The attacks in Paris, France, could possibly be a “false flag” operation so that the US and its allies can intensify the bombing campaign against Syria, says a political commentator.
A witness told The Associated Press that the shooters shouted “Allahu Akbar” (God is the Greatest) in Arabic as they massacred scores of diners and concert-goers in the French capital.
“Just because somebody goes and says Allahu Akbar doesn’t mean they’re Muslim, it may mean it’s a false flag,” Edward Corrigan told Press TV on Saturday.
The United States and France may blame the Syrian government for the attack and start bombing Syria indiscriminately, Corrigan said.
“You’re going to see a lot of destruction of infrastructure; you’re going get a lot of civilians killed, you’re going to see a massive overreaction like we saw with 9/11, which of course gave the Americans the impetus to invade and attack Iraq, kill over a million Iraqis,” he added.
“Of course Iraq had nothing to do with 9/11 but that of course got lost in the smoke and haze.”
Over 150 people were killed in multiple coordinated attacks on Friday in one of the deadliest assaults to hit the French capital since the World War II.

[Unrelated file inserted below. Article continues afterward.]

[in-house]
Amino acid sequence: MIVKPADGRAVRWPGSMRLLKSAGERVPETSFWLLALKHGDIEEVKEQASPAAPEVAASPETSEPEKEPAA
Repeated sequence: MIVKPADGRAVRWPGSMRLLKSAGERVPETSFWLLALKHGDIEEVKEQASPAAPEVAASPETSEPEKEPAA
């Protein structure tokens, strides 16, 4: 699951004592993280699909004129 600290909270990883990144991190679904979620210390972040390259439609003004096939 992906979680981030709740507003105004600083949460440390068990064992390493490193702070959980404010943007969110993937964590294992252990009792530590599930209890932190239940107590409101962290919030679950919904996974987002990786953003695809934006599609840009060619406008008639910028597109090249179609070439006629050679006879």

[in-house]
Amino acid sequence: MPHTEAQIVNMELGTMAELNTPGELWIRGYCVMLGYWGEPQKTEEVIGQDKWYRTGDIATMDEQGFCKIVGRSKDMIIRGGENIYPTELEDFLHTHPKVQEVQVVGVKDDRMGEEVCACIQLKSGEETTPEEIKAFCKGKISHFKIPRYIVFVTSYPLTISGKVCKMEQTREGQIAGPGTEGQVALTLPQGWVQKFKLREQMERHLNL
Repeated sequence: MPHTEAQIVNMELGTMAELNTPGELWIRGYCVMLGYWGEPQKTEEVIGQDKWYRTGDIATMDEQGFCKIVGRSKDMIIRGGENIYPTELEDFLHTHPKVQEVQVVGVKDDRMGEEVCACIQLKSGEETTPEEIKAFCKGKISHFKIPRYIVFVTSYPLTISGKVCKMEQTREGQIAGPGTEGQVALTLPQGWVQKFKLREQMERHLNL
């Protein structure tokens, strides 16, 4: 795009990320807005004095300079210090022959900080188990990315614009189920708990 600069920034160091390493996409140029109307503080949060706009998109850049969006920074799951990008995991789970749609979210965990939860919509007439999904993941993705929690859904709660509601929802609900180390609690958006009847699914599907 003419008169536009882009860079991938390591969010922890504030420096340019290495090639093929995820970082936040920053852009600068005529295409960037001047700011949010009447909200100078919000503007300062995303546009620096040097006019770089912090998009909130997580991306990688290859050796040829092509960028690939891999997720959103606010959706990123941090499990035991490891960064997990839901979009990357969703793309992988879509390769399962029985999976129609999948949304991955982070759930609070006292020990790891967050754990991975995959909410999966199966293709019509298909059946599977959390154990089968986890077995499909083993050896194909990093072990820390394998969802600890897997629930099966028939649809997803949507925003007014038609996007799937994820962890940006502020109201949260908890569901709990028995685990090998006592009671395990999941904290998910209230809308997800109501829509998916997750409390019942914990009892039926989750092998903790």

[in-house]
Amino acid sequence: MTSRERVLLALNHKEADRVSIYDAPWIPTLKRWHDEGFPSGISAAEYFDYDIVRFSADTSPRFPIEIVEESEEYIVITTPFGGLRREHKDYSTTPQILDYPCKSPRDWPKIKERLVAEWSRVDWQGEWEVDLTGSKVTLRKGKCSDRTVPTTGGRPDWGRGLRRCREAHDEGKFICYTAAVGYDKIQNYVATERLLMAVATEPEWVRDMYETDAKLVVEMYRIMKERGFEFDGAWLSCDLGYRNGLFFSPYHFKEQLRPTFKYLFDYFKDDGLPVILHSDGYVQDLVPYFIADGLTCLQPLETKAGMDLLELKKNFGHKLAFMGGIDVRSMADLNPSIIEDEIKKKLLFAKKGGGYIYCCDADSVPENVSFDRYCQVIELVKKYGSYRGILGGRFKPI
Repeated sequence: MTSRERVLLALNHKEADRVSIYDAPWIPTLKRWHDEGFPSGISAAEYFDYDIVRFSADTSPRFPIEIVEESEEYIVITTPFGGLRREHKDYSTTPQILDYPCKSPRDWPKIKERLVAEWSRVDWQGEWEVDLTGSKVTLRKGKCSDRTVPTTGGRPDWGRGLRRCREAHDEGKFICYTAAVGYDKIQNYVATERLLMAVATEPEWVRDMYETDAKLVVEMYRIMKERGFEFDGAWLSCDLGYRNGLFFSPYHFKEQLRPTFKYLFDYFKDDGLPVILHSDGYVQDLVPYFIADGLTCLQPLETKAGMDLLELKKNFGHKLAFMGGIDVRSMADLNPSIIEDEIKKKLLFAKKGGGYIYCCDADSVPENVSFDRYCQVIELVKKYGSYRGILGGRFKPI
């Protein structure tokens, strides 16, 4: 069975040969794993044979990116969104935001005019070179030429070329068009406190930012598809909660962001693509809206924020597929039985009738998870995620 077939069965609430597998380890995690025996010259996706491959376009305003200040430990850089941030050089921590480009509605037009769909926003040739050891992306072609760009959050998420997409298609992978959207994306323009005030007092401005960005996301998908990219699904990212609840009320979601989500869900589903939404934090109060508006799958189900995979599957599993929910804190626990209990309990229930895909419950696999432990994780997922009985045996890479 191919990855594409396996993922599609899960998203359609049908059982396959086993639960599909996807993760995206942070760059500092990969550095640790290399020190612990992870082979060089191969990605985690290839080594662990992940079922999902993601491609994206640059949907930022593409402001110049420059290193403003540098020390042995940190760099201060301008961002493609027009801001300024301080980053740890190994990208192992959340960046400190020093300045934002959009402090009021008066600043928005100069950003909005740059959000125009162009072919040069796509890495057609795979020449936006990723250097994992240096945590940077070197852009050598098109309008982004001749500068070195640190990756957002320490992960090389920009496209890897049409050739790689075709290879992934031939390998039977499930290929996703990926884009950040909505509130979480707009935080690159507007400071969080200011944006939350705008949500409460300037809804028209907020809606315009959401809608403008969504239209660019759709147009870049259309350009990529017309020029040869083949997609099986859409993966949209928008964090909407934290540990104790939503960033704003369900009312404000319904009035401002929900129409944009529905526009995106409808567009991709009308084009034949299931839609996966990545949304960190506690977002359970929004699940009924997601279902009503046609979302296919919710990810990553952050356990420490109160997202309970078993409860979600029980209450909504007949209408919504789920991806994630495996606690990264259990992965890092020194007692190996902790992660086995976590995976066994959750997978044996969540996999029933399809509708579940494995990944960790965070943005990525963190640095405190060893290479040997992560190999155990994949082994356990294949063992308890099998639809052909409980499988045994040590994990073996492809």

US President Barack Obama condemned the “outrageous” terrorist attacks in Paris, and promised the United States stands ready to provide whatever assistance is necessary to the French government and people.
Obama also called French President François Hollande Friday night. "The two leaders pledged to work together, and with nations around the world, to defeat the scourge of terrorism," the White House said in a statement.
The terror attacks came just hours after an interview aired in which Obama boasted about recent successes against the Daesh (ISIL) terrorist group. "I don't think they're gaining strength," Obama told ABC News' "Good Morning America." "We have contained them."
Police in major US cities have stepped up security in the wake of the Paris attacks. Officials in New York, Chicago, and Philadelphia said there was no intelligence indicating any threats, but were taking security precautions.